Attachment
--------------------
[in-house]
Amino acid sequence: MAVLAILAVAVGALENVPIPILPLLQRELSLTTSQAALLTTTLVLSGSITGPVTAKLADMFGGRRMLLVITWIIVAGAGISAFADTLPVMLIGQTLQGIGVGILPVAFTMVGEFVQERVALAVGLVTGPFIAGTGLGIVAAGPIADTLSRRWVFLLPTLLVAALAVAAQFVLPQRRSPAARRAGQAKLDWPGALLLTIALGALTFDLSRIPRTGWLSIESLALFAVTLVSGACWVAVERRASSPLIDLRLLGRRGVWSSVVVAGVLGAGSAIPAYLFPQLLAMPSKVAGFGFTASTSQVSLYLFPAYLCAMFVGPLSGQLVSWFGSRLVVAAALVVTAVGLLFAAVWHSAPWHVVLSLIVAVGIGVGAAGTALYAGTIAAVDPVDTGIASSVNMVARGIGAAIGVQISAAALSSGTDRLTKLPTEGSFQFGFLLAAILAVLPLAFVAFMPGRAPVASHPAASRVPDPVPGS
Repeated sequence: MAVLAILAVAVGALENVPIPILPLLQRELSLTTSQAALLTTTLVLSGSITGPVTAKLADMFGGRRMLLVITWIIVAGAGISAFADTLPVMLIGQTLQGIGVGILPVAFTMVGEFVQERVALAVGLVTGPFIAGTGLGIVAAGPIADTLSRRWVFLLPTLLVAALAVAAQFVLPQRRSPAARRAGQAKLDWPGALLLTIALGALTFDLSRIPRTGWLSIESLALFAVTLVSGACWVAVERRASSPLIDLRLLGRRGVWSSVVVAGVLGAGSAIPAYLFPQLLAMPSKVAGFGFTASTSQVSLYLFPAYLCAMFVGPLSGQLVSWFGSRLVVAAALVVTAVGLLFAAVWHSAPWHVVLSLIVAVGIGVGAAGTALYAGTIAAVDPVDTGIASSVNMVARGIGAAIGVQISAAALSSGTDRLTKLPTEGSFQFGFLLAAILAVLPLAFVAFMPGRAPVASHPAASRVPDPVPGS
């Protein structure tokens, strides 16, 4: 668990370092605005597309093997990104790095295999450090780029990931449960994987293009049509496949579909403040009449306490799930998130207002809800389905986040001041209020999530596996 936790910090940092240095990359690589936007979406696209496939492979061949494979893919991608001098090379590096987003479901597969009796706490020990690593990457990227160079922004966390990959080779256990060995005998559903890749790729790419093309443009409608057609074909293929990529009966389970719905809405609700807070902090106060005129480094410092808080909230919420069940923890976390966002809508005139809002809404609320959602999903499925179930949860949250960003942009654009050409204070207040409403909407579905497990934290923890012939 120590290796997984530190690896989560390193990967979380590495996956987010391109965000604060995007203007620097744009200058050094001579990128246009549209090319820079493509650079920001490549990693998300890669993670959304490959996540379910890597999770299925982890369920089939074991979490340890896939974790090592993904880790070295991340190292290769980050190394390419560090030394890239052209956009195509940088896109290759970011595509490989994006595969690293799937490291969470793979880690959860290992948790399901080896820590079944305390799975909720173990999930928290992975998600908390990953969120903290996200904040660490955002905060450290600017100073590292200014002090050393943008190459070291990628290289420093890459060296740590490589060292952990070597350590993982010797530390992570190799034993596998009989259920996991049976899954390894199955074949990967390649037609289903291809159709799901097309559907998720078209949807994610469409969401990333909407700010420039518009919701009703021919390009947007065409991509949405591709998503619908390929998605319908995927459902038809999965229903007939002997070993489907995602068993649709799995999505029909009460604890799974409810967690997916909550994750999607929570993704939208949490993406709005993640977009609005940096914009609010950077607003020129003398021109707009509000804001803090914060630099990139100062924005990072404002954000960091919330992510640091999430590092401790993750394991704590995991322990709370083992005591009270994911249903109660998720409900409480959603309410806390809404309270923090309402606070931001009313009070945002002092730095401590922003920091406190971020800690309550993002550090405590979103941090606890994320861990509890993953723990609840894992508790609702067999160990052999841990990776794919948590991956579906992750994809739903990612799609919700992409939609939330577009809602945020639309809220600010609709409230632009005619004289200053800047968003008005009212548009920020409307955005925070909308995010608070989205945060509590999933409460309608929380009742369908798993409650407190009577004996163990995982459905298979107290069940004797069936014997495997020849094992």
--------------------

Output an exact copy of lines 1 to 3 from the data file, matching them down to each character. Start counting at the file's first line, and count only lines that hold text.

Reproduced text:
[in-house]
Amino acid sequence: MAVLAILAVAVGALENVPIPILPLLQRELSLTTSQAALLTTTLVLSGSITGPVTAKLADMFGGRRMLLVITWIIVAGAGISAFADTLPVMLIGQTLQGIGVGILPVAFTMVGEFVQERVALAVGLVTGPFIAGTGLGIVAAGPIADTLSRRWVFLLPTLLVAALAVAAQFVLPQRRSPAARRAGQAKLDWPGALLLTIALGALTFDLSRIPRTGWLSIESLALFAVTLVSGACWVAVERRASSPLIDLRLLGRRGVWSSVVVAGVLGAGSAIPAYLFPQLLAMPSKVAGFGFTASTSQVSLYLFPAYLCAMFVGPLSGQLVSWFGSRLVVAAALVVTAVGLLFAAVWHSAPWHVVLSLIVAVGIGVGAAGTALYAGTIAAVDPVDTGIASSVNMVARGIGAAIGVQISAAALSSGTDRLTKLPTEGSFQFGFLLAAILAVLPLAFVAFMPGRAPVASHPAASRVPDPVPGS
Repeated sequence: MAVLAILAVAVGALENVPIPILPLLQRELSLTTSQAALLTTTLVLSGSITGPVTAKLADMFGGRRMLLVITWIIVAGAGISAFADTLPVMLIGQTLQGIGVGILPVAFTMVGEFVQERVALAVGLVTGPFIAGTGLGIVAAGPIADTLSRRWVFLLPTLLVAALAVAAQFVLPQRRSPAARRAGQAKLDWPGALLLTIALGALTFDLSRIPRTGWLSIESLALFAVTLVSGACWVAVERRASSPLIDLRLLGRRGVWSSVVVAGVLGAGSAIPAYLFPQLLAMPSKVAGFGFTASTSQVSLYLFPAYLCAMFVGPLSGQLVSWFGSRLVVAAALVVTAVGLLFAAVWHSAPWHVVLSLIVAVGIGVGAAGTALYAGTIAAVDPVDTGIASSVNMVARGIGAAIGVQISAAALSSGTDRLTKLPTEGSFQFGFLLAAILAVLPLAFVAFMPGRAPVASHPAASRVPDPVPGS